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# Distribute items into containers in twos - Rails

clueless
1#
clueless Published in 2018-02-14 08:22:00Z
 I have a list of 10 items -- it is an array of hashes. [{ id: 1, name: 'one'}, { id: 2, name: 'two' } .. { id: 10, name: 'ten' }]  I also have a random number of containers -- let's say 3, in this case. These containers are hashes with array values. { one: [], two: [], three: [] }  What I want to do, is iterate over the containers and drop 2 items at a time resulting in: { one: [{id:1}, {id:2}, {id:7}, {id:8}], two: [{id:3}, {id:4}, {id:9}, {id:10}], three: [{id:5}, {id:6}] }  Also, if the item list is an odd number (11), the last item is still dropped into the next container. { one: [{id:1}, {id:2}, {id:7}, {id:8}], two: [{id:3}, {id:4}, {id:9}, {id:10}], three: [{id:5}, {id:6}, {id:11}] }  note: the hashes are snipped here so it's easier to read. My solution is something like this: (simplified) x = 10 containers = { one: [], two: [], three: [] } until x < 1 do containers.each do |c| c << 'x' c << 'x' end x -= 2 end puts containers  I'm trying to wrap my head around how I can achieve this but I can't seem to get it to work.
2#
 Round-robin pair distribution into three bins: bins = 3 array = 10.times.map { |i| i + 1 } # => [1, 2, 3, 4, 5, 6, 7, 8, 9, 10] array. each_slice(2). # divide into pairs group_by. # group into bins with_index { |p, i| i % bins }. # round-robin style values. # get rid of bin indices each(&:flatten!) # join pairs in each bin  Completely different approach, stuffing bins in order: base_size, bins_with_extra = (array.size / 2).divmod(bins) pos = 0 bins.times.map { |i| length = 2 * (base_size + (i < bins_with_extra ? 1 : 0)) # how much in this bin? array[pos, length].tap { pos += length } # extract and advance } # => [[1, 2, 3, 4], [5, 6, 7, 8], [9, 10]]  If you absolutely need to have this in a hash, Hash[%i(one two three).zip(binned_array)] # => {:one=>[1, 2, 7, 8], :two=>[3, 4, 9, 10], :three=>[5, 6]}  The lovely (but likely not as performant) solution hinted at by Stefan Pochmann: bins.times.with_object(array.to_enum).map { |i, e| Array.new(2 * (base_size + (i < bins_with_extra ? 1 : 0))) { e.next } }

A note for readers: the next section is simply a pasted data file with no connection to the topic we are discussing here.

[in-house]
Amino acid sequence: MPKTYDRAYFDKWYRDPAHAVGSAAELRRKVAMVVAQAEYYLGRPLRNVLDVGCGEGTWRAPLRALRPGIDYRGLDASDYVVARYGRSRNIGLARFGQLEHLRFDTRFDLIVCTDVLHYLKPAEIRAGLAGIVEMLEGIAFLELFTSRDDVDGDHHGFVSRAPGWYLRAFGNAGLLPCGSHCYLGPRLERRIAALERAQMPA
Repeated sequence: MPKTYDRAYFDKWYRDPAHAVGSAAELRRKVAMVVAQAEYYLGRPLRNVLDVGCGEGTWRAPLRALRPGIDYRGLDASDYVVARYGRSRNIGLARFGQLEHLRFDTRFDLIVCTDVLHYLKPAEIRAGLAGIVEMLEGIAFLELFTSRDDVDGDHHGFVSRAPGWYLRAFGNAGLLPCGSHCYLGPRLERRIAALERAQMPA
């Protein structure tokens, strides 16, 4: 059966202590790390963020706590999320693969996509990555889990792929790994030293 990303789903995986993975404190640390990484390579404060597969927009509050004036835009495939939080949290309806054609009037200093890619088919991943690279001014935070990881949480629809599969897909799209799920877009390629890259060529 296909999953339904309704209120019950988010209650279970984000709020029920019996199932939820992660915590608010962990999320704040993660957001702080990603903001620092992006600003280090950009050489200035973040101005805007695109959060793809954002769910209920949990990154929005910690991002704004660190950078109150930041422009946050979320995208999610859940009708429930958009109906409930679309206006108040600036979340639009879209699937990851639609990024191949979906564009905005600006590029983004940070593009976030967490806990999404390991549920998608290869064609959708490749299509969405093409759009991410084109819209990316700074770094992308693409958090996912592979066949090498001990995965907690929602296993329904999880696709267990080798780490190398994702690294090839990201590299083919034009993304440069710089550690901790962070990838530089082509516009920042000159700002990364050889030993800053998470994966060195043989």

You can use Enumerable#each_slice to iterate over a range from 0 to 10 in 3s and then append to an array of arrays: containers = [ [], [], [] ] (1...10).each_slice(3) do |slice| containers[0] << slice[0] containers[1] << slice[1] containers[2] << slice[2] end p containers # [[1, 4, 7], [2, 5, 8], [3, 6, 9]] 
 This is just to show a different approach (and I would probably not use this one myself). Given an array of items and the containers hash: items = (1..10).to_a containers = { one: [], two: [], three: [] }  You could dup the array (in order not to modify the original one) and build an enumerator that cycles each_value in the hash: array = items.dup enum = containers.each_value.cycle  Using the above, you can shift 2 items off the array and push them to the next container until the array is emtpy?: enum.next.push(*array.shift(2)) until array.empty?  Result: containers #=> {:one=>[1, 2, 7, 8], :two=>[3, 4, 9, 10], :three=>[5, 6]}